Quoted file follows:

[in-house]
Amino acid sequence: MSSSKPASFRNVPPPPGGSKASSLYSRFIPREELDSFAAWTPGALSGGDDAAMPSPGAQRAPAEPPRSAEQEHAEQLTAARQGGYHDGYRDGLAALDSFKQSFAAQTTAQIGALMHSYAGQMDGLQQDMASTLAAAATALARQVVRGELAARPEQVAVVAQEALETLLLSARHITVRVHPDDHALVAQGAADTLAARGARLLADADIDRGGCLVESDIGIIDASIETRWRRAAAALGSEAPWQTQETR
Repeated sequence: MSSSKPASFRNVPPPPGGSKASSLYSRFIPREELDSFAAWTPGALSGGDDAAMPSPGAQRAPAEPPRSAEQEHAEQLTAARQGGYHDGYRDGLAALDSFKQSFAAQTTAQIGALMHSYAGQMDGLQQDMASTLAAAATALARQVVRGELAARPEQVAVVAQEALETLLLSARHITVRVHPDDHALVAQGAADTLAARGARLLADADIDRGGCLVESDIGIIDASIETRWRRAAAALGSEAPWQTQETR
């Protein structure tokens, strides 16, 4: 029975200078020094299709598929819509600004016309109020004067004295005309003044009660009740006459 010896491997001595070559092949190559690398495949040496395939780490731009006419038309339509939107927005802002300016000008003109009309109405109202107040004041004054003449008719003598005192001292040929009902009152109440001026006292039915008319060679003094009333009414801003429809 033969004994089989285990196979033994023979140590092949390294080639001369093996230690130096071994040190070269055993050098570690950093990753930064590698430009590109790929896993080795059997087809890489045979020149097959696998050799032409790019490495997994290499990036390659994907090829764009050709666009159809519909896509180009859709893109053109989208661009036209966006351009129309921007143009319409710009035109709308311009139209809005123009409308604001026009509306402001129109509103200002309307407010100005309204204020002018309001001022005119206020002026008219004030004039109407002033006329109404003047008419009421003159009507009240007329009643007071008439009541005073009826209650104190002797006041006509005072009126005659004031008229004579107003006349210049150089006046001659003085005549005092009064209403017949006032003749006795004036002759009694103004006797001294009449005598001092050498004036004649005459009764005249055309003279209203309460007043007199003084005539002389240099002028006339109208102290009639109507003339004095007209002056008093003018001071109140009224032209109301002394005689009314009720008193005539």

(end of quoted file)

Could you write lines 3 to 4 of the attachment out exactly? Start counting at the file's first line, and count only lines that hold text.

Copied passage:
Repeated sequence: MSSSKPASFRNVPPPPGGSKASSLYSRFIPREELDSFAAWTPGALSGGDDAAMPSPGAQRAPAEPPRSAEQEHAEQLTAARQGGYHDGYRDGLAALDSFKQSFAAQTTAQIGALMHSYAGQMDGLQQDMASTLAAAATALARQVVRGELAARPEQVAVVAQEALETLLLSARHITVRVHPDDHALVAQGAADTLAARGARLLADADIDRGGCLVESDIGIIDASIETRWRRAAAALGSEAPWQTQETR
């Protein structure tokens, strides 16, 4: 029975200078020094299709598929819509600004016309109020004067004295005309003044009660009740006459 010896491997001595070559092949190559690398495949040496395939780490731009006419038309339509939107927005802002300016000008003109009309109405109202107040004041004054003449008719003598005192001292040929009902009152109440001026006292039915008319060679003094009333009414801003429809 033969004994089989285990196979033994023979140590092949390294080639001369093996230690130096071994040190070269055993050098570690950093990753930064590698430009590109790929896993080795059997087809890489045979020149097959696998050799032409790019490495997994290499990036390659994907090829764009050709666009159809519909896509180009859709893109053109989208661009036209966006351009129309921007143009319409710009035109709308311009139209809005123009409308604001026009509306402001129109509103200002309307407010100005309204204020002018309001001022005119206020002026008219004030004039109407002033006329109404003047008419009421003159009507009240007329009643007071008439009541005073009826209650104190002797006041006509005072009126005659004031008229004579107003006349210049150089006046001659003085005549005092009064209403017949006032003749006795004036002759009694103004006797001294009449005598001092050498004036004649005459009764005249055309003279209203309460007043007199003084005539002389240099002028006339109208102290009639109507003339004095007209002056008093003018001071109140009224032209109301002394005689009314009720008193005539």